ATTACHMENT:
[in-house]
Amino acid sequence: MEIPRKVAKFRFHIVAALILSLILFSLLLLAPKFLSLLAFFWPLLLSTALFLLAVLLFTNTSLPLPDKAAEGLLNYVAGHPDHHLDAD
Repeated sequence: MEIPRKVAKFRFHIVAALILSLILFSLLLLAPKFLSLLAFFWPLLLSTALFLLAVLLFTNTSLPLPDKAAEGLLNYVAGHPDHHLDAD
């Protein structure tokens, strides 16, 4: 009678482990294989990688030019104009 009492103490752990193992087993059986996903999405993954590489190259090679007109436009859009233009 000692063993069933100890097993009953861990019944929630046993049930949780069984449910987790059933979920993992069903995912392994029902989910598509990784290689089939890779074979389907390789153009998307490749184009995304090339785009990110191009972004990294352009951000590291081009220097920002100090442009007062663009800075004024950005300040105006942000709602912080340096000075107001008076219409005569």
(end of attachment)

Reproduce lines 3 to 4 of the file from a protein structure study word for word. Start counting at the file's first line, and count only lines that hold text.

Repeated sequence: MEIPRKVAKFRFHIVAALILSLILFSLLLLAPKFLSLLAFFWPLLLSTALFLLAVLLFTNTSLPLPDKAAEGLLNYVAGHPDHHLDAD
């Protein structure tokens, strides 16, 4: 009678482990294989990688030019104009 009492103490752990193992087993059986996903999405993954590489190259090679007109436009859009233009 000692063993069933100890097993009953861990019944929630046993049930949780069984449910987790059933979920993992069903995912392994029902989910598509990784290689089939890779074979389907390789153009998307490749184009995304090339785009990110191009972004990294352009951000590291081009220097920002100090442009007062663009800075004024950005300040105006942000709602912080340096000075107001008076219409005569």